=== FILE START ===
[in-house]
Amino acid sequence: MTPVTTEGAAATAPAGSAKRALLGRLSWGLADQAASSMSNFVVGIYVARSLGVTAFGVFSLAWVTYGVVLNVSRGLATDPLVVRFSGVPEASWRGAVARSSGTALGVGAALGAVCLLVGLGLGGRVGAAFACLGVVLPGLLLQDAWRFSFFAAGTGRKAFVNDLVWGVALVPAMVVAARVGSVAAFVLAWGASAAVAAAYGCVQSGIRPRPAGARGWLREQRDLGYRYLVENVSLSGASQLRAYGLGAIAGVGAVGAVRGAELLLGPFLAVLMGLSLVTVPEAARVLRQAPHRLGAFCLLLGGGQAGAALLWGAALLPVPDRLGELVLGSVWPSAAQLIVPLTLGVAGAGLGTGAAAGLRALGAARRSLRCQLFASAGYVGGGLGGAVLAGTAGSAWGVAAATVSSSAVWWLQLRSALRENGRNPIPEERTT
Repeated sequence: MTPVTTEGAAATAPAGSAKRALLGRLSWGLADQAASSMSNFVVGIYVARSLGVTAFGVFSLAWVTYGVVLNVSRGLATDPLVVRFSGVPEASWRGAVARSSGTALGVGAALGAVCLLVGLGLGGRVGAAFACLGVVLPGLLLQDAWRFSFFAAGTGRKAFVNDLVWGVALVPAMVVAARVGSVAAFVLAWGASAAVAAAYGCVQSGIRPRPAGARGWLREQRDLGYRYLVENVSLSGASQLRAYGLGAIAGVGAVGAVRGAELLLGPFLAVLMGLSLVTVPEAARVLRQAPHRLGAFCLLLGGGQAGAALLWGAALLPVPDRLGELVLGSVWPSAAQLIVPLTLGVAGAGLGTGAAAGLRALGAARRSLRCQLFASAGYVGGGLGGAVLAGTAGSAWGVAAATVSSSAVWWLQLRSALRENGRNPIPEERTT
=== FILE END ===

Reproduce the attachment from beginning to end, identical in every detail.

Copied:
[in-house]
Amino acid sequence: MTPVTTEGAAATAPAGSAKRALLGRLSWGLADQAASSMSNFVVGIYVARSLGVTAFGVFSLAWVTYGVVLNVSRGLATDPLVVRFSGVPEASWRGAVARSSGTALGVGAALGAVCLLVGLGLGGRVGAAFACLGVVLPGLLLQDAWRFSFFAAGTGRKAFVNDLVWGVALVPAMVVAARVGSVAAFVLAWGASAAVAAAYGCVQSGIRPRPAGARGWLREQRDLGYRYLVENVSLSGASQLRAYGLGAIAGVGAVGAVRGAELLLGPFLAVLMGLSLVTVPEAARVLRQAPHRLGAFCLLLGGGQAGAALLWGAALLPVPDRLGELVLGSVWPSAAQLIVPLTLGVAGAGLGTGAAAGLRALGAARRSLRCQLFASAGYVGGGLGGAVLAGTAGSAWGVAAATVSSSAVWWLQLRSALRENGRNPIPEERTT
Repeated sequence: MTPVTTEGAAATAPAGSAKRALLGRLSWGLADQAASSMSNFVVGIYVARSLGVTAFGVFSLAWVTYGVVLNVSRGLATDPLVVRFSGVPEASWRGAVARSSGTALGVGAALGAVCLLVGLGLGGRVGAAFACLGVVLPGLLLQDAWRFSFFAAGTGRKAFVNDLVWGVALVPAMVVAARVGSVAAFVLAWGASAAVAAAYGCVQSGIRPRPAGARGWLREQRDLGYRYLVENVSLSGASQLRAYGLGAIAGVGAVGAVRGAELLLGPFLAVLMGLSLVTVPEAARVLRQAPHRLGAFCLLLGGGQAGAALLWGAALLPVPDRLGELVLGSVWPSAAQLIVPLTLGVAGAGLGTGAAAGLRALGAARRSLRCQLFASAGYVGGGLGGAVLAGTAGSAWGVAAATVSSSAVWWLQLRSALRENGRNPIPEERTT